30,000 seat soccer stadium in works for Toronto
Soccer stadium in works
By PERRY LEFKO -- Toronto Sun
The ruling international body of soccer has kickstarted plans for the possible building of a new stadium in Toronto by giving the Canadian Soccer Association a financial hand.
FIFA has just provided the Canadian Soccer Association with a $400,000 US grant to use towards plans for developing a 30,000-seat, natural grass stadium to be built in central Toronto. If everything goes as scheduled, the stadium would be complete no later than 2007.
The CSA already has put forth a bid for Canada to play host to the 2007 women's World Cup, including Toronto as a major complementary facility to Edmonton's Commonwealth Games, which has a seating capacity of some 60,000.
FIFA requires a minimum of four grass facilities, and Vancouver and Montreal each have stadiums that could accommodate seating for about 12,000-15,000. FIFA will announce the winning bid next year.
Kevan Pipe, the chief operating officer of the CSA, said Toronto was chosen because of the city's rich soccer history.
"You can't get away from it, it's five million people, it's the media capital of Canada, it's the corporate capital of Canada and we want to maintain our presence there in what hopefully would be a state-of-the-art facility," Pipe said.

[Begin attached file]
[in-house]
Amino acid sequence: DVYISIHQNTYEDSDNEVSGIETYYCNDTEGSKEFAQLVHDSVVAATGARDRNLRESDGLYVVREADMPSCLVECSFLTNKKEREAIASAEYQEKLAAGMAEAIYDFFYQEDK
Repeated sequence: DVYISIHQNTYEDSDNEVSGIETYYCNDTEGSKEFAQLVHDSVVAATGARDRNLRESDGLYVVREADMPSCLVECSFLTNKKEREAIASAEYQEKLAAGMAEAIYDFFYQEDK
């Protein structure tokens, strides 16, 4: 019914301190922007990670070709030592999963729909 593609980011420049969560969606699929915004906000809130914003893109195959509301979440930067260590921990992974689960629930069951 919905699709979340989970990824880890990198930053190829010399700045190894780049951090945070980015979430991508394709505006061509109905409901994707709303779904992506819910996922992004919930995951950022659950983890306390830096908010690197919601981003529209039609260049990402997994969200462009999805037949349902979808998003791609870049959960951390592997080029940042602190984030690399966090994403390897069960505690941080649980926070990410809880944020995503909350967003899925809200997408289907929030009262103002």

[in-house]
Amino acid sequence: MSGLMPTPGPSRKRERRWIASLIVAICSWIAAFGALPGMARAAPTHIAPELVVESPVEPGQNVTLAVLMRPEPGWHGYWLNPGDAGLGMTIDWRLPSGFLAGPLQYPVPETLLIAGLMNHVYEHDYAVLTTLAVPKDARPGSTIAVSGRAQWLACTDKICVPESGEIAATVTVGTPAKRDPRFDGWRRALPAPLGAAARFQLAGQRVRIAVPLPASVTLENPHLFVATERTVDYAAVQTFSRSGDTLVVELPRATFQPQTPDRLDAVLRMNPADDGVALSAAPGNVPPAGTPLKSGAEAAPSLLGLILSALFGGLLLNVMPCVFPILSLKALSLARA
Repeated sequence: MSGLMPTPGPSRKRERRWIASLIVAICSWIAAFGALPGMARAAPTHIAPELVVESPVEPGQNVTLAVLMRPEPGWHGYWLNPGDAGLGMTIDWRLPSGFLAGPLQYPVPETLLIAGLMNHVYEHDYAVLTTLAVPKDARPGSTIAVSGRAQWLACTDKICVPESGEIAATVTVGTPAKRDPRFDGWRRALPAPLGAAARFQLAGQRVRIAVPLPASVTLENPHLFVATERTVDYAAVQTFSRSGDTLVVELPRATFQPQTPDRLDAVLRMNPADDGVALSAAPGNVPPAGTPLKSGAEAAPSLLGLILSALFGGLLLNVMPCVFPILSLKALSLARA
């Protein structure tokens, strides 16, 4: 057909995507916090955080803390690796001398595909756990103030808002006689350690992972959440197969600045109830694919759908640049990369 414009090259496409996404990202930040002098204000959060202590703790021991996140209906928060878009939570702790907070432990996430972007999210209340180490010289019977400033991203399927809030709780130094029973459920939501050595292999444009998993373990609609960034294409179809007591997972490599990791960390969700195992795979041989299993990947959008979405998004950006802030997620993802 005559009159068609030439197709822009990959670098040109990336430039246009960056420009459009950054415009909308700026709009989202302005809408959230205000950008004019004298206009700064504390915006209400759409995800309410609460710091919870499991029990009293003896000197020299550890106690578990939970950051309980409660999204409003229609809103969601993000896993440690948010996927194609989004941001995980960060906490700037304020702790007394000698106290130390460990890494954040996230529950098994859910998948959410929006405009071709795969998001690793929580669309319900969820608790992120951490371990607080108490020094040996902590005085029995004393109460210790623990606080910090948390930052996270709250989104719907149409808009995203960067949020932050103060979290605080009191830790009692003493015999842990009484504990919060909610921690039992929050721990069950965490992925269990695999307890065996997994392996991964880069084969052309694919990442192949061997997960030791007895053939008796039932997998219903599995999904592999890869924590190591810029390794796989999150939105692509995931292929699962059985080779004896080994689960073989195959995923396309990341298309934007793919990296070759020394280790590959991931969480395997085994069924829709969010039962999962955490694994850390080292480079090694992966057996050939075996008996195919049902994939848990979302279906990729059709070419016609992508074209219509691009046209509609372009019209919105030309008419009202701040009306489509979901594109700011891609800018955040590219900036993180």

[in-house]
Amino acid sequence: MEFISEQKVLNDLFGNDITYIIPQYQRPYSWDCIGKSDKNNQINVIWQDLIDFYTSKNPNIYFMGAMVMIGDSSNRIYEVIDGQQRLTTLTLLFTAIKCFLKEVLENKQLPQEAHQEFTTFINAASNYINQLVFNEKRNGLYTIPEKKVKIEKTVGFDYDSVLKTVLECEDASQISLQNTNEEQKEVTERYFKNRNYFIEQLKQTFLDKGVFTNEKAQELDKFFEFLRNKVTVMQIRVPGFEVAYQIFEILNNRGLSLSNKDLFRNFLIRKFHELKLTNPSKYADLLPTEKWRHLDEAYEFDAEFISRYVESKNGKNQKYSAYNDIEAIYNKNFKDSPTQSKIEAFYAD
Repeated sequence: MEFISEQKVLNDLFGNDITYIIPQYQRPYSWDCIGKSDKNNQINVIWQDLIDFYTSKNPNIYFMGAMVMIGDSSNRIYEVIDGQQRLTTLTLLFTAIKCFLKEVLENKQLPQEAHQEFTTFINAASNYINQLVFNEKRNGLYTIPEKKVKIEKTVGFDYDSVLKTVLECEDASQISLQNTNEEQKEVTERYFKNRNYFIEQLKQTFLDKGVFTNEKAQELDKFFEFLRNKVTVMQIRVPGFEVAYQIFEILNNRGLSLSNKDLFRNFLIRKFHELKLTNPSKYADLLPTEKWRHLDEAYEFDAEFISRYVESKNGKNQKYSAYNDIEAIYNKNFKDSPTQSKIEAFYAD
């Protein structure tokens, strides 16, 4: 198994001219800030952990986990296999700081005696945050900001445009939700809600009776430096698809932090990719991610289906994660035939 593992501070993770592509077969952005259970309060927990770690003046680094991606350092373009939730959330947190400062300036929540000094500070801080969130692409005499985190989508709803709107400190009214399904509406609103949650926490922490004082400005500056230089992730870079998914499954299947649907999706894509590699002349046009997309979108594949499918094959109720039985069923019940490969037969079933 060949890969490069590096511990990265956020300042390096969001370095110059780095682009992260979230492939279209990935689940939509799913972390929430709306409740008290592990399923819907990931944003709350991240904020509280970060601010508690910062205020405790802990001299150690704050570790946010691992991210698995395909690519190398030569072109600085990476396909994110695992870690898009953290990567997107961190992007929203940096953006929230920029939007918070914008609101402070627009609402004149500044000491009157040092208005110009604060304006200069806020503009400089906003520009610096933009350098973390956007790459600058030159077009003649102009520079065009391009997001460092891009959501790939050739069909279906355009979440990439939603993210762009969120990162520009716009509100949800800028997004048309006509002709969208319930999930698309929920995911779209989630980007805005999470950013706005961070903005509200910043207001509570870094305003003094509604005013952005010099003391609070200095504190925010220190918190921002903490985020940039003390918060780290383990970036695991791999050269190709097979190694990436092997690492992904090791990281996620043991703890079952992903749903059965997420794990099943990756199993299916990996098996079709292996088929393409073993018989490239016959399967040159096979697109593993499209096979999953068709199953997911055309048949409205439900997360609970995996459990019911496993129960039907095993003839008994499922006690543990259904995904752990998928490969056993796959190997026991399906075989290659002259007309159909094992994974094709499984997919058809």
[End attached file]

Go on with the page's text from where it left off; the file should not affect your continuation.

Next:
Pipe said the CSA has identified central Toronto as its desire for a site, outlining the parameters as the Don Valley Parkway on east side, Hwy. 427 on the west side, Hwy. 401 on the north side and Lake Ontario on the south side.
He did not identify locations, but the areas which routinely come into play for stadium discussions are the old Downsview Air Force Base, Exhibition Stadium, York University and land near the Hershey Centre in Mississauga.
"We've had very preliminary discussions with certain stakeholders, but to go beyond that word preliminary would be giving it way too much emphasis," Pipe said. "We now get into the discussions with architects, with consulting firms and with stakeholders who are the owners of land."
Pipe said the CSA has not had any contact with any sports which could become tenants.
"In the end I'm sure those discussions will occur, but this is not driven by the involvement of other sports," he said. "This is driven by the need that there is a gaping hole in our overall programming."
Pipe stressed the facility would not include a running track, nor would it be used in any way for baseball. He said it could be available for other rectangular-field sports.
"If the Argos want to be a part of it from a tenant viewpoint that's fine, but this is a soccer stadium," Pipe said. "It's being built for soccer. Soccer won't be a casual tenant."
Argos owner Sherwood Schwarz, who has been looking to build a new stadium possibly in time for the 2004 season, welcomed the CSA news.
"That's very interesting," he said. "It can only be positive. If we build it, they will come."